The death of his mother affected him deeply. He imagined that he continually heard her voice calling upon him to follow her. His religious interests absorbed his thoughts. His shattered health led him to feel that death could not be far distant. Though but fifty-five years of age, he was prematurely old, worn down with care, toil, and disappointment. In one of his hours of weariness and dejection, when travelling in Spain, he came upon the Convent of St. Justus, in Estramadura. It was beautifully situated in a vale secluded from all the bustle of life. Forest-covered hills encircled it, and a rivulet murmured by its massive walls. Silence and solitude reigned there unbroken. As the world-weary monarch gazed upon the enchanting scene he exclaimed, "Behold a lovely retreat for another Diocletian!"

For years he had contemplated resigning the crown and seeking these cloistered solitudes in which to prepare for his latter end. After the death of his mother, and when his son Philip had attained sufficient age to assume the cares of empire, Charles decided upon the act of abdication. The imposing ceremony took place at Brussels, on the 25th of October, 1555, in the great hall of the royal palace. Careful arrangements were made to invest the scene with dramatic effect. The large apartment was gorgeously furnished for the occasion, and was crowded with the dignitaries of the realm. A platform about five feet high was erected at one end of the room, upon which there was placed a throne for the emperor, and other seats for the great lords.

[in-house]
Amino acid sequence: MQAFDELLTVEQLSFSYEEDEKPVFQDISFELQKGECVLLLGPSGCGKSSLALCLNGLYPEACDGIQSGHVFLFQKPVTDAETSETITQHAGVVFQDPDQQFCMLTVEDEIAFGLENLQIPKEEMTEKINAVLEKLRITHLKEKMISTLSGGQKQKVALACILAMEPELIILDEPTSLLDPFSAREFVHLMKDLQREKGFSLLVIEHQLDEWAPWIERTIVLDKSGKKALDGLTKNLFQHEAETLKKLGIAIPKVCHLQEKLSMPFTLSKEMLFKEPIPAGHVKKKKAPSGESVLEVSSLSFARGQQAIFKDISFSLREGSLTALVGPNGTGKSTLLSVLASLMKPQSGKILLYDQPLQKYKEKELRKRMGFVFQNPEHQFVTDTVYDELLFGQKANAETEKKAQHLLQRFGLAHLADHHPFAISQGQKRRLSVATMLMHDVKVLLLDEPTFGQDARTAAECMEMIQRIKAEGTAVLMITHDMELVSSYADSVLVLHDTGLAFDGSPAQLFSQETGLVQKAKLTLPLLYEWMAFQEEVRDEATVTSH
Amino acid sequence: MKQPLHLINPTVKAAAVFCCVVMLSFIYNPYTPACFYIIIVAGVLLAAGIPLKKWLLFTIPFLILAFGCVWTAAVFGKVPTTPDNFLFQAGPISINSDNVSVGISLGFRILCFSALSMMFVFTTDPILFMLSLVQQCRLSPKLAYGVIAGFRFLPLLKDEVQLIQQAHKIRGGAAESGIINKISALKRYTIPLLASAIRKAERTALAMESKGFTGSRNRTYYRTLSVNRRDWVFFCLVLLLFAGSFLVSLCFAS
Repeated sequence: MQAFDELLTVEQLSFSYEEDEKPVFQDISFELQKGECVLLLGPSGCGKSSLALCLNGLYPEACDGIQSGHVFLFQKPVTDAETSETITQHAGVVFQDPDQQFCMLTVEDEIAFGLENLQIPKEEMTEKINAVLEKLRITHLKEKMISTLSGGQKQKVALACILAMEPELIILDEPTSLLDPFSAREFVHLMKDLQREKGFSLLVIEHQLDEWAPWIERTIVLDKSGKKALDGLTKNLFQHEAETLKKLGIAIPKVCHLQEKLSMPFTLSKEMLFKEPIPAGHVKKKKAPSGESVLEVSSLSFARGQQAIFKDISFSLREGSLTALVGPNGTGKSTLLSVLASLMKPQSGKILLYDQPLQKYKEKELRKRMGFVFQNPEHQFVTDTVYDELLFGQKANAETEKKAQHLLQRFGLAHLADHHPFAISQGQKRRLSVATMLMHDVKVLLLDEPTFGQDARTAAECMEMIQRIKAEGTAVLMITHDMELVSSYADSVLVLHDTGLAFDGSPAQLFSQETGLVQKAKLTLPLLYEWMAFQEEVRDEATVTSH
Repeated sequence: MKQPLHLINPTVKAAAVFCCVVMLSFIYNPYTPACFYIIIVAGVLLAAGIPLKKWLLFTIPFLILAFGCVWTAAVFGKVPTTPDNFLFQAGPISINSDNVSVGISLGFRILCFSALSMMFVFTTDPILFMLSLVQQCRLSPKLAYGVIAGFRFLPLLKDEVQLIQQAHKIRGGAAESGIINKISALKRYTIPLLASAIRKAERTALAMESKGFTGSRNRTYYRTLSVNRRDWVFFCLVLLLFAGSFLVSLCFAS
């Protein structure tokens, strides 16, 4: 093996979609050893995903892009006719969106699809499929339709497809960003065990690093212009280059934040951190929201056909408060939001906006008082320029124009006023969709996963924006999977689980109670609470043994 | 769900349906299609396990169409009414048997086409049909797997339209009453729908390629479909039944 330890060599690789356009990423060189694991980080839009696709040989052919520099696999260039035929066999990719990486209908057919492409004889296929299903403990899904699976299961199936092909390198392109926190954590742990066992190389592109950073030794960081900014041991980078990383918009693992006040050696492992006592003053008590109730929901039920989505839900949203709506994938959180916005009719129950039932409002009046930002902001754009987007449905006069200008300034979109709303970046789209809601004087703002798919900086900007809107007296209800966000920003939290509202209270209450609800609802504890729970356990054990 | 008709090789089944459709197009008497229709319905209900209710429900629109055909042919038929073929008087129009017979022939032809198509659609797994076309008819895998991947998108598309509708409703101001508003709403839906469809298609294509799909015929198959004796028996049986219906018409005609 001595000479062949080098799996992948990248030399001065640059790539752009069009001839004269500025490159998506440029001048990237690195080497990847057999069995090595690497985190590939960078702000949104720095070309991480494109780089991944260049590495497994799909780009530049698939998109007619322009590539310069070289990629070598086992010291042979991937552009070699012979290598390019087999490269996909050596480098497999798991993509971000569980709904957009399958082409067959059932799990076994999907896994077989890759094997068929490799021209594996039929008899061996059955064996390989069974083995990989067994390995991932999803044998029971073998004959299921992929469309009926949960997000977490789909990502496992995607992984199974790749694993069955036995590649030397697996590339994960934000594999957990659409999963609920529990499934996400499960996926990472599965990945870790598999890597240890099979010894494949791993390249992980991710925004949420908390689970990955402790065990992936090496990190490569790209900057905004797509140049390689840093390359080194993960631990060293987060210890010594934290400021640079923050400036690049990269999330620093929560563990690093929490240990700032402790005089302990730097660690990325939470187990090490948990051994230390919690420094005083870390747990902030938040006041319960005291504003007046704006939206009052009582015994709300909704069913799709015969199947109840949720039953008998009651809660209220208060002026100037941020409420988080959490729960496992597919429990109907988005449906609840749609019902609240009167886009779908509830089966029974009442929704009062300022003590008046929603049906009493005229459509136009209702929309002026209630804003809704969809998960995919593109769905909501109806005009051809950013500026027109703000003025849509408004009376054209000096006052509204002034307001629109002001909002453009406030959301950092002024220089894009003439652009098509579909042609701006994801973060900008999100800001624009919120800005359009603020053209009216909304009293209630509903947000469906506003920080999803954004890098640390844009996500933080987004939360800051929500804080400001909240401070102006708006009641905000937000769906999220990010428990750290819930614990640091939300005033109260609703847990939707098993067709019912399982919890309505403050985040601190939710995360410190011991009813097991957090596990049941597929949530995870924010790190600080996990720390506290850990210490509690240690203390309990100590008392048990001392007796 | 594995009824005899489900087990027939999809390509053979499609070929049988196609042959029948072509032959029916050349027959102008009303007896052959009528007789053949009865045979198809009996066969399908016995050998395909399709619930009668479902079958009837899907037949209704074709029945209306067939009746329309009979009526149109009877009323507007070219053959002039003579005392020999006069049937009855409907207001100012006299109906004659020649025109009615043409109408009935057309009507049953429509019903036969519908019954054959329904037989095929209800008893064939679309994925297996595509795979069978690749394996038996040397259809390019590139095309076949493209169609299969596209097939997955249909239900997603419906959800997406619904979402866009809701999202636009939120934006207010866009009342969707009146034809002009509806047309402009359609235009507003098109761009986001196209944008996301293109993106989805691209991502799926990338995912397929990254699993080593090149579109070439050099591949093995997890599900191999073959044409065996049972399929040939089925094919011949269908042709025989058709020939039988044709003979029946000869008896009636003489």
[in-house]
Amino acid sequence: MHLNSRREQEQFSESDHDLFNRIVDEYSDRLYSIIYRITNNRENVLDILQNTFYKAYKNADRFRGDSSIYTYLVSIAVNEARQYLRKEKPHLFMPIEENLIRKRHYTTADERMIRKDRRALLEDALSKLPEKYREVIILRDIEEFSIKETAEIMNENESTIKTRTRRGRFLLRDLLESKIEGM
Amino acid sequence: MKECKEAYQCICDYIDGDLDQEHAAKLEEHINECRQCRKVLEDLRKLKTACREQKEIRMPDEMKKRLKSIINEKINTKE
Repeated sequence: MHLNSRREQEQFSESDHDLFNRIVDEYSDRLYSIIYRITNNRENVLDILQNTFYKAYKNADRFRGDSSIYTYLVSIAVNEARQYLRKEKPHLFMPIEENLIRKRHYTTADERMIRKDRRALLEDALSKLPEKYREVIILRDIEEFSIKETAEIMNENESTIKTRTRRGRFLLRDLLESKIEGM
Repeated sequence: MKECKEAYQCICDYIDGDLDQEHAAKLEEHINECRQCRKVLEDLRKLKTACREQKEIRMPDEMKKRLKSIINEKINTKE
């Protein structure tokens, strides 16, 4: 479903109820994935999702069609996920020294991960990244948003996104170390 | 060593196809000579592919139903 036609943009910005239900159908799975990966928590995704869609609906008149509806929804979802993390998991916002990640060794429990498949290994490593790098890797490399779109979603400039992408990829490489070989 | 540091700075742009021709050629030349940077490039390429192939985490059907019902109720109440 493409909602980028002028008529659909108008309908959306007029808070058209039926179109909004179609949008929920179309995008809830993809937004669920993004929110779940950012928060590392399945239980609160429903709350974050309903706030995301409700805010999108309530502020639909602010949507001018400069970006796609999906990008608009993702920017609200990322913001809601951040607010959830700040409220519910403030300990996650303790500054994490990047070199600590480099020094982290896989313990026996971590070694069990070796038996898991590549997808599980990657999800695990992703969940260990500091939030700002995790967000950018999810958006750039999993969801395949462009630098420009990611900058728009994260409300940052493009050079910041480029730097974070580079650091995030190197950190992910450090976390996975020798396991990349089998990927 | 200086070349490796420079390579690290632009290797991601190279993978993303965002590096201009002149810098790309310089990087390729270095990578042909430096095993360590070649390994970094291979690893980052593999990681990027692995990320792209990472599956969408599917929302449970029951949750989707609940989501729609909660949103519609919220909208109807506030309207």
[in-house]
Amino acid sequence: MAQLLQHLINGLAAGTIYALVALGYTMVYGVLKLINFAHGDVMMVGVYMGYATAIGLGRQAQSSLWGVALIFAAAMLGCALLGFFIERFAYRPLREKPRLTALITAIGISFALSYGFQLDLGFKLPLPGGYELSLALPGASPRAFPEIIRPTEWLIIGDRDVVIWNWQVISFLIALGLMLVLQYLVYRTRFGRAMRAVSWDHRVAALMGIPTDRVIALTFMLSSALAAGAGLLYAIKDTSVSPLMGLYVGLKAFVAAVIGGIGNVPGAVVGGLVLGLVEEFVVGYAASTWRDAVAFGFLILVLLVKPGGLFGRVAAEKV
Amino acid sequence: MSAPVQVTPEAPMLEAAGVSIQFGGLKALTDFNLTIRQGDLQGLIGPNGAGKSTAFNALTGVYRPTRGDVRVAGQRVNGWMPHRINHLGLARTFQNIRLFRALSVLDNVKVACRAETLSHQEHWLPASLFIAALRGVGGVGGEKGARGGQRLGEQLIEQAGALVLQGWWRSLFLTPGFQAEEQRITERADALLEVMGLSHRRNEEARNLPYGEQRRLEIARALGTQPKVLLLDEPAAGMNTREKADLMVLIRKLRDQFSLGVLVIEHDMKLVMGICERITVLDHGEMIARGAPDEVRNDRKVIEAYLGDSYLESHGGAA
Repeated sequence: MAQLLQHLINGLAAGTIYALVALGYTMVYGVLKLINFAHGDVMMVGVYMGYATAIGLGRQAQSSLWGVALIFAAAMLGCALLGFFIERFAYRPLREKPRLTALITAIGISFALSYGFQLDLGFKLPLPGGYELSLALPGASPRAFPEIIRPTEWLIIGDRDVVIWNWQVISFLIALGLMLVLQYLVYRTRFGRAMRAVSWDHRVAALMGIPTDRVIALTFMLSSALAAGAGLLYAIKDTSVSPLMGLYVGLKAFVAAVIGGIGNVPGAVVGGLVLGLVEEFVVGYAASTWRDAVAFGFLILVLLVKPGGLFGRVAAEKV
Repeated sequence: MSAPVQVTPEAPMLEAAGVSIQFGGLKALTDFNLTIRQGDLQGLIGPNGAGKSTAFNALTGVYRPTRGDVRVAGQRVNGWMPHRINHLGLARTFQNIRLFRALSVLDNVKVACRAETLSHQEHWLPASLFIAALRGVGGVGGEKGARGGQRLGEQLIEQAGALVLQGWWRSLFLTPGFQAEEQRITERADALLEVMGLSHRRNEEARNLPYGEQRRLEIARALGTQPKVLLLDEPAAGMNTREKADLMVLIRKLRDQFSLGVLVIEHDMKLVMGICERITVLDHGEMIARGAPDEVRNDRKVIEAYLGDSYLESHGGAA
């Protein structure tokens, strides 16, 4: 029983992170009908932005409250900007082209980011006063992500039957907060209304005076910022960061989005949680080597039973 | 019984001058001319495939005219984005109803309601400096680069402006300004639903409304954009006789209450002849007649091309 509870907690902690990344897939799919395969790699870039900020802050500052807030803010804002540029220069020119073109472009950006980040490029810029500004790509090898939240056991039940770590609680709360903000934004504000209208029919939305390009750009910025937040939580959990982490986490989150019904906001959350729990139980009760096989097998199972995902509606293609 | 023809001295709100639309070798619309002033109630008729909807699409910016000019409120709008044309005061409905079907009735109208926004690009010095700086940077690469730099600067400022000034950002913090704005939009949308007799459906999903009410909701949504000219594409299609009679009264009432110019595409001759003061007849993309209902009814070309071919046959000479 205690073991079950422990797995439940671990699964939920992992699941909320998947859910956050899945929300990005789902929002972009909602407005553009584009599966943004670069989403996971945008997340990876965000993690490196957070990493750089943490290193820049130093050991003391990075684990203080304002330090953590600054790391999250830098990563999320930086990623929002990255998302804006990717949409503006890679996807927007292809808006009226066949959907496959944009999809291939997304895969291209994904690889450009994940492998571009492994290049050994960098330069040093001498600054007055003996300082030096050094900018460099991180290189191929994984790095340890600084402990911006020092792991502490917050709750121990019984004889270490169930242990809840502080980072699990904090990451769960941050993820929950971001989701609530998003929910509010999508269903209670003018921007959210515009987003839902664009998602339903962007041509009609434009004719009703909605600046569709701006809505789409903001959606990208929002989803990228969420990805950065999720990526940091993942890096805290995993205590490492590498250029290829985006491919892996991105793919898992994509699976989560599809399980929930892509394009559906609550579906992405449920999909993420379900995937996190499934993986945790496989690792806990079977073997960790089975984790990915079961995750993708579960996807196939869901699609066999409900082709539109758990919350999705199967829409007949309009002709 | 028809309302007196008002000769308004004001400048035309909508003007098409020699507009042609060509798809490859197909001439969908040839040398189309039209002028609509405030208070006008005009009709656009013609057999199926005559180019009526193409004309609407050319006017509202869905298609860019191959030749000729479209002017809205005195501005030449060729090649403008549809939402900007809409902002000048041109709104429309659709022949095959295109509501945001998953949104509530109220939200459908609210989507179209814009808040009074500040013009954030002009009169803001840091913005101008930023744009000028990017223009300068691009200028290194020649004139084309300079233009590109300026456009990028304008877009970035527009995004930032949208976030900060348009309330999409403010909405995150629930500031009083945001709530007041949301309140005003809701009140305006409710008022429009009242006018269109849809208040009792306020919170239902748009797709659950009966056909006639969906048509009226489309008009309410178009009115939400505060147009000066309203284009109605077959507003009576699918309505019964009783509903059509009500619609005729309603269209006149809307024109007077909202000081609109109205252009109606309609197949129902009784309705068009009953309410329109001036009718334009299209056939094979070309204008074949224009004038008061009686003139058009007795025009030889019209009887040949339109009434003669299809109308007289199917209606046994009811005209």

After attending mass, Charles, accompanied by his son Philip and a numerous retinue, entered the hall. Charles was so infirm that he needed the double support of a staff and the arm of the Prince of Orange. He was dressed in deep mourning for his mother. In a somewhat boastful speech he recapitulated the acts of his administration, his wars, his weary journeys, his innumerable cares. In conclusion, he said:

"While my health enabled me to perform my duty, I cheerfully bore the burden. But as my constitution is now broken by an incurable distemper, and my infirmities admonish me to retire, the happiness of my people influences me more than the ambition of reigning. Instead of a decrepit old man, tottering on the brink of the grave, I transfer your allegiance to a sovereign in the prime of life, vigilant, sagacious, active, and enterprising. With respect to myself; if I have committed any error in the course of a long administration, forgive me, and impute it to my weakness, not to my intention. I shall ever retain a grateful sense of your fidelity and attachment, and your welfare shall be the great object of my prayers to Almighty God, to whom I now consecrate the remainder of my days."